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[–] ShinyVoater 0 points 2 points (+2|-0) ago 

From the paper:

The test campaign consisted of a forward thrust element that included performing testing at ambient pressure to establish and confirm good tuning, as well as subsequent power scans at 40, 60, and 80 W, with three thrust runs performed at each power setting for a total of nine runs at vacuum.

They used less power than some common lightbulbs. Why didn't they put at least a kilowatt into it - something a decent computer power supply can provide with ease? As much as I want to believe, it reeks to high heaven of cherry picking.

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[–] Xeros 0 points 1 points (+1|-0) ago 

That's a really smart point. The experimental apparatus doesn't seem to crazy to build so hopefully its debunked or confirmed soon.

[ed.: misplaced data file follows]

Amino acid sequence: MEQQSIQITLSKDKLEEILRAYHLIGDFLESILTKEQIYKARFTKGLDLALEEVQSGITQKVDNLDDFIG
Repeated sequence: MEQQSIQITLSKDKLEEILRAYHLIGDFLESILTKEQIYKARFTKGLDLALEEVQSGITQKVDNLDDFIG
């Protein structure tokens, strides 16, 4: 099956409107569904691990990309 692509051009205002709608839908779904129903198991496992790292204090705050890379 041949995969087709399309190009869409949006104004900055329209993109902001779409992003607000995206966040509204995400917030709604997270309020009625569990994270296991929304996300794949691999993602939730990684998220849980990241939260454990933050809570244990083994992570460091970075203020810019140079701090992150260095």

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[–] littul_kitton 0 points 0 points (+0|-0) ago 

Because the device is a resonator. Once a microwave photon is injected into it, it bounces around numerous times before being absorbed by the walls of the apparatus. I would not be surprised to learn that the average number of bounces (Q factor) is 100, which would give them a resonator power of 10,000 watts. If Q were 1000 and they put in 1000 watts, the resonator power would be a million watts. At some point the high voltages will start causing electric arcs inside the apparatus.

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[–] The_Cat 0 points 0 points (+0|-0) ago 

That's really not how any of that works.

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[–] prairie 1 points 0 points (+1|-1) ago 

You gotta operate in the noise to hallucinate it working. Your suggestion would make it fail spectacularly.